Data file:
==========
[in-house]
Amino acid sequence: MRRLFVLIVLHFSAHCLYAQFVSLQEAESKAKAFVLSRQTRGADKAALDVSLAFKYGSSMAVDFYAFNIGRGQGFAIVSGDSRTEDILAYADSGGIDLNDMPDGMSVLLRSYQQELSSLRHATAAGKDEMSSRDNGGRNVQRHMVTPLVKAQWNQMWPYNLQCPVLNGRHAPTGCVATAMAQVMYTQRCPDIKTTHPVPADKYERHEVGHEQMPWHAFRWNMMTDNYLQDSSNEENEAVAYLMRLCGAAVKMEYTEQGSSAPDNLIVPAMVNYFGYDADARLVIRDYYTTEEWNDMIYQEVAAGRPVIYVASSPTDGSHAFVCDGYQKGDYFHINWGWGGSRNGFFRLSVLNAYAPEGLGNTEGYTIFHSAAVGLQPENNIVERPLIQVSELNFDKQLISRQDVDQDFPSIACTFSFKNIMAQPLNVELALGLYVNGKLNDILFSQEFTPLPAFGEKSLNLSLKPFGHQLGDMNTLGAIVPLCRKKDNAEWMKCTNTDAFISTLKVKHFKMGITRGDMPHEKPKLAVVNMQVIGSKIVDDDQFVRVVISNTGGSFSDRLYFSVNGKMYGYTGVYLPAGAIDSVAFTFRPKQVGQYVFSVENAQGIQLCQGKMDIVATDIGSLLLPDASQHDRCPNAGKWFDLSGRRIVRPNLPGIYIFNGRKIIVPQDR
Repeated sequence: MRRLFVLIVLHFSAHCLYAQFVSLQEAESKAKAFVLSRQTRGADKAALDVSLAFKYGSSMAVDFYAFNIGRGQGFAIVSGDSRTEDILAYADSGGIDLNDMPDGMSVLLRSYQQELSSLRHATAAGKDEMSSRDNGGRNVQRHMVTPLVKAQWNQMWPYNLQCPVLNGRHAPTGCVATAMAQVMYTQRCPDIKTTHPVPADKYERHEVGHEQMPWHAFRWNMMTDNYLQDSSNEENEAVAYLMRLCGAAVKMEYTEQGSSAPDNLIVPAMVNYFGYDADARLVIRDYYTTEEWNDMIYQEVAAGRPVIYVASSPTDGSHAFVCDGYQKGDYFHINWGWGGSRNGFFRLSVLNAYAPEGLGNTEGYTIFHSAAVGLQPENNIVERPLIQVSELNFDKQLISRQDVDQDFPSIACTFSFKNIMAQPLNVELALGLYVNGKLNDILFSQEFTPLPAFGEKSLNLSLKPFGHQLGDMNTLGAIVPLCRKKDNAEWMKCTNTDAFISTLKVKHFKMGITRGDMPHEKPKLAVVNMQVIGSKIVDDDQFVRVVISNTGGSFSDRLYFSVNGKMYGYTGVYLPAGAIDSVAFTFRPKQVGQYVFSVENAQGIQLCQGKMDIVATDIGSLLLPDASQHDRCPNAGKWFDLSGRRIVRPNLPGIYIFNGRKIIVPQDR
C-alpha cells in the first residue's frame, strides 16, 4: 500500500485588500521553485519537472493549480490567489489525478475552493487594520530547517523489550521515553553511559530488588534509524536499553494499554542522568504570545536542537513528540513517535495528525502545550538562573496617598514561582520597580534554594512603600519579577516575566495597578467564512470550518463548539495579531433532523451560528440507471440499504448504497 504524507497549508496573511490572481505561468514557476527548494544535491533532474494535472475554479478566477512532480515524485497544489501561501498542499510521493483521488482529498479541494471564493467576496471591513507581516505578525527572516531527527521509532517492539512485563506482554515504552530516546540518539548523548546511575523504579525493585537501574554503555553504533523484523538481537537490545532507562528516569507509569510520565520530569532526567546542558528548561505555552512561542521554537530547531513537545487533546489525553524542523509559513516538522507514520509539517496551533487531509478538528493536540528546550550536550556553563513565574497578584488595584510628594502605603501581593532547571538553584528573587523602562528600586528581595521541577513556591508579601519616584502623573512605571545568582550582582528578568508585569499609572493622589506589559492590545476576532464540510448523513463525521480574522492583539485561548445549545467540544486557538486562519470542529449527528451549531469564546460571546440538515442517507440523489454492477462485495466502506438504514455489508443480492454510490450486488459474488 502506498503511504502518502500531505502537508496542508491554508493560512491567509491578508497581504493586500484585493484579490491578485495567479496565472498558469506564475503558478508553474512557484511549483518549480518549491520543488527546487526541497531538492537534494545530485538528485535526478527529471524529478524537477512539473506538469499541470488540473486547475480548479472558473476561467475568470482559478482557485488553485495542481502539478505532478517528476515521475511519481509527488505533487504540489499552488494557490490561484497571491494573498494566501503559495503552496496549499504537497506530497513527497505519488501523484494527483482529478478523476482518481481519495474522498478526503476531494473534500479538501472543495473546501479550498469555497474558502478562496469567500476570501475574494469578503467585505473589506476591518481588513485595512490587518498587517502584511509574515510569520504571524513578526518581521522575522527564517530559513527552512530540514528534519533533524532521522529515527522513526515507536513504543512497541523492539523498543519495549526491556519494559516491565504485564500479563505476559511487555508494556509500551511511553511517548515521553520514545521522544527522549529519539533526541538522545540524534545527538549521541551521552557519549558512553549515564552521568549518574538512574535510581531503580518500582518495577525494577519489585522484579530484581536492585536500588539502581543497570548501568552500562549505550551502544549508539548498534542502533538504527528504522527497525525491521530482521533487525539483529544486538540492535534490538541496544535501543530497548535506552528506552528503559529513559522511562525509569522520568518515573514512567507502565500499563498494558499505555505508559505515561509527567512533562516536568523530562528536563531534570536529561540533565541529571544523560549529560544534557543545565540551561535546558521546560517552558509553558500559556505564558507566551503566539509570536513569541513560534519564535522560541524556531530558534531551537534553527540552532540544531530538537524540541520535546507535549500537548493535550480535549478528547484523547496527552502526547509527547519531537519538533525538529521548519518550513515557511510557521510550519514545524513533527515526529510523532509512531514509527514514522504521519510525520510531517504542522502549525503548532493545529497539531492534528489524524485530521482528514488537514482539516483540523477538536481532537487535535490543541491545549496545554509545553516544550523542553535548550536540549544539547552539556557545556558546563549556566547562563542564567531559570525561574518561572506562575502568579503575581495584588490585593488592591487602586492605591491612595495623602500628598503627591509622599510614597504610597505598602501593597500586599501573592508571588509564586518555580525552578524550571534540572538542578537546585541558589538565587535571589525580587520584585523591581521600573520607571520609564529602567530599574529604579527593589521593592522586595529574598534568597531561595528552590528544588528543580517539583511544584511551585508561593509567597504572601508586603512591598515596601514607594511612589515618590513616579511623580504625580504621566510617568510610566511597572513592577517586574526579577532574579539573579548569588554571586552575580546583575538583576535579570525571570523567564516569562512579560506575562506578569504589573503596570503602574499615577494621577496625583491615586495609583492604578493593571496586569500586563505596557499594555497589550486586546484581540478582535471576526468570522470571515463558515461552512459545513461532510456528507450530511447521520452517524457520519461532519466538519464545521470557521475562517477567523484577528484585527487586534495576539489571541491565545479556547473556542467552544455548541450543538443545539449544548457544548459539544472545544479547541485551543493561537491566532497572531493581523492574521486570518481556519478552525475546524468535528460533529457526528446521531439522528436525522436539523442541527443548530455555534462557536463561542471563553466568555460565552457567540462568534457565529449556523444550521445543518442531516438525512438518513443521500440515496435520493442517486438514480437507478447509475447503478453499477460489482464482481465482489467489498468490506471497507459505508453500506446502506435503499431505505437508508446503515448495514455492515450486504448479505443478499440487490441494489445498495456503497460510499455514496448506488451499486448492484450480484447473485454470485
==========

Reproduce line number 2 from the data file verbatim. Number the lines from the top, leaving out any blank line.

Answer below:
Amino acid sequence: MRRLFVLIVLHFSAHCLYAQFVSLQEAESKAKAFVLSRQTRGADKAALDVSLAFKYGSSMAVDFYAFNIGRGQGFAIVSGDSRTEDILAYADSGGIDLNDMPDGMSVLLRSYQQELSSLRHATAAGKDEMSSRDNGGRNVQRHMVTPLVKAQWNQMWPYNLQCPVLNGRHAPTGCVATAMAQVMYTQRCPDIKTTHPVPADKYERHEVGHEQMPWHAFRWNMMTDNYLQDSSNEENEAVAYLMRLCGAAVKMEYTEQGSSAPDNLIVPAMVNYFGYDADARLVIRDYYTTEEWNDMIYQEVAAGRPVIYVASSPTDGSHAFVCDGYQKGDYFHINWGWGGSRNGFFRLSVLNAYAPEGLGNTEGYTIFHSAAVGLQPENNIVERPLIQVSELNFDKQLISRQDVDQDFPSIACTFSFKNIMAQPLNVELALGLYVNGKLNDILFSQEFTPLPAFGEKSLNLSLKPFGHQLGDMNTLGAIVPLCRKKDNAEWMKCTNTDAFISTLKVKHFKMGITRGDMPHEKPKLAVVNMQVIGSKIVDDDQFVRVVISNTGGSFSDRLYFSVNGKMYGYTGVYLPAGAIDSVAFTFRPKQVGQYVFSVENAQGIQLCQGKMDIVATDIGSLLLPDASQHDRCPNAGKWFDLSGRRIVRPNLPGIYIFNGRKIIVPQDR